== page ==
Sisters suffer the effects of COVID-19 in Chad

Food provided by the United Nations is unloaded in the Habile Camp for internally displaced Chadians outside the village of Koukou Angarana in Chad, in this 2008 file photo. (CNS/Paul Jeffrey)

Food provided by the United Nations is unloaded in the Habile Camp for internally displaced Chadians outside the village of Koukou Angarana in Chad, in this 2008 file photo. Food insecurity is among the many challenges that the country endures in 2021, in addition to COVID-19. (CNS/Paul Jeffrey)

by Patricia Thomas

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I live with my community in N'Djamena, Chad. There are four of us Sisters of the Society of the Holy Child Jesus — three of us are from Nigeria and one is our first Chadian sister.

N'Djamena is the capital and largest city of Chad. It is also where the central government resides. Our president of 30 years, Idriss Deby Itno, was killed by insurgents in April this year. He is the first president who really worked hard to develop the country. Now, his death has added to the uncertainty of our country's future impacted by COVID-19.

The effects of COVID 19 cannot be overemphasized because even before the virus arrived, our congregation's ministry here was going through financial challenges, which keep growing. Once COVID-19 arrived, we could no longer pay our staff because we depend on school fees, which ended when parents lost their jobs and could no longer pay during the lockdown.

The poverty level in this country is extremely high. Ninety-nine percent of our students are poor, surviving by working as housemaids. They are either dropouts from school or had never been to school before coming to us. Many are orphans and forced into early marriages. Some do have sponsors that help pay school fees for them to learn dressmaking and knitting of babies' pullovers. Without these skills, they have no future. But as their sponsors themselves lost jobs, or were not paid even part of their salaries, they were no longer able to pay the needed fees for the children.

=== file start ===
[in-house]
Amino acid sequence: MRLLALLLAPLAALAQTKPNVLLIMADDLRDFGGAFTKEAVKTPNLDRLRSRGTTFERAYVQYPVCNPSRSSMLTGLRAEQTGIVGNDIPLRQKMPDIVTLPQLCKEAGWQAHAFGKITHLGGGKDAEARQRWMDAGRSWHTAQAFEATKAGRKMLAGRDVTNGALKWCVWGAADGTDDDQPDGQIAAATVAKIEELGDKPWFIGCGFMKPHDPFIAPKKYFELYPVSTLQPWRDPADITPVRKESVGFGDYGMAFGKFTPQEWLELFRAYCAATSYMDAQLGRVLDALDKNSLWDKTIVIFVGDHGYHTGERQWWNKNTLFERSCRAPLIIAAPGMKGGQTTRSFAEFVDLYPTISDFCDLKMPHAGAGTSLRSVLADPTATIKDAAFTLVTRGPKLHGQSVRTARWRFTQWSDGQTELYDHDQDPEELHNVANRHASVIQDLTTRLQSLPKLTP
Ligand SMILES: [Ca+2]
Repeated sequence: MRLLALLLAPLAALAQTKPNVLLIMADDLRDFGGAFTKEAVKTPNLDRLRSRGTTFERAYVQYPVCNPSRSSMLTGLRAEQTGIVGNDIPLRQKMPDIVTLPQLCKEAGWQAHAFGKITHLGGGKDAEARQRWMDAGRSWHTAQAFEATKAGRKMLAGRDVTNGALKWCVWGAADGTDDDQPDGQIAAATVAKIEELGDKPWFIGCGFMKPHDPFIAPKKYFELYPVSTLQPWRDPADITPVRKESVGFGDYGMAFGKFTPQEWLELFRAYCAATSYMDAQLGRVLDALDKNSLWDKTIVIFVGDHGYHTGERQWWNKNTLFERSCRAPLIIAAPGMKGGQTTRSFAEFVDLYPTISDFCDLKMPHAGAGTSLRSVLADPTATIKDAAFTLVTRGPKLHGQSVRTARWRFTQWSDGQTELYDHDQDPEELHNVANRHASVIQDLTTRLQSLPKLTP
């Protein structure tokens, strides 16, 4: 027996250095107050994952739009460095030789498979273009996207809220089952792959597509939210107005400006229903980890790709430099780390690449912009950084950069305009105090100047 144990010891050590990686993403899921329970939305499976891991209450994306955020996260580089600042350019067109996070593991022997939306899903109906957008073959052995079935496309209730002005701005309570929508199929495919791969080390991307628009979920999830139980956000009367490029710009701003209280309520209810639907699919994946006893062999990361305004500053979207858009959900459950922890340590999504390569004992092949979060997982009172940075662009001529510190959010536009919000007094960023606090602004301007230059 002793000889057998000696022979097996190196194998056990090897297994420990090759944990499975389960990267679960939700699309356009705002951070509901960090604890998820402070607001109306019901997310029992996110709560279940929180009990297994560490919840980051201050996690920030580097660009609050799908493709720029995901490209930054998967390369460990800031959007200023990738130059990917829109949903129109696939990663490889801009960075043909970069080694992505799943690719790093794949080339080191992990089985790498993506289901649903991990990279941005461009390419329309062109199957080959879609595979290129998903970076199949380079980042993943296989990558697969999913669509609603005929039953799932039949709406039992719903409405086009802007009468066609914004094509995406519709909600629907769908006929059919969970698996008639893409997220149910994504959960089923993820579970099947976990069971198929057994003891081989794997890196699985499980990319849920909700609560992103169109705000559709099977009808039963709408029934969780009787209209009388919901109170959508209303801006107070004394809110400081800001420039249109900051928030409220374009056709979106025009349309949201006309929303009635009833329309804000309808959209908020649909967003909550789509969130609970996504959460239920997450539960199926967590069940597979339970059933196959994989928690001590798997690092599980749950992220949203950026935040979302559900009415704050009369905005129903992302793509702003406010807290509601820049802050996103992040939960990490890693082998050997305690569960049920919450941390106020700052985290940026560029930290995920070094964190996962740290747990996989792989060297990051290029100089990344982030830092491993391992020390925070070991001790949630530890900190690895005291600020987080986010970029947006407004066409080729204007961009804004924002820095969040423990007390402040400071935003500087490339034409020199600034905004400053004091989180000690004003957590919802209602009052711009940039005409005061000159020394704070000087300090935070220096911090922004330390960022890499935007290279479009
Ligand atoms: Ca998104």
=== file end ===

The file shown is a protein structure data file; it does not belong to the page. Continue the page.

Some of the students who had stopped coming to school have not come back. Those who returned can only pay about half of the fees. In order not to close the school we encouraged parents and sponsors to pay in cash at the end of each month, even small amounts.

Our country's biggest challenges are illiteracy, poverty and unemployment. Although our congregation first came to Chad in 1990 to do pastoral work, and some of our sisters still work full-time in the parish, we soon realized that education was even more important. Our education focus is both formal and informal. Those who cannot attend formal school learn dressmaking, cooking and other crafts that can help them earn an income for their families. We have opened a nursery/primary school where we encourage parents to also send their girls as well as their boys. We continue to try to help parents see that education of their daughters is not just a waste of money. Girls here can be married off at age 13 — and even below, at times.

Unemployment contributes to the high level of poverty in Chad. Although oil was discovered in the southern part of the country, gradually making it the 10th largest oil producer on the African continent, nothing has changed much for the ordinary family. The majority of our families eke out a living by farming, even though much of the country is desert.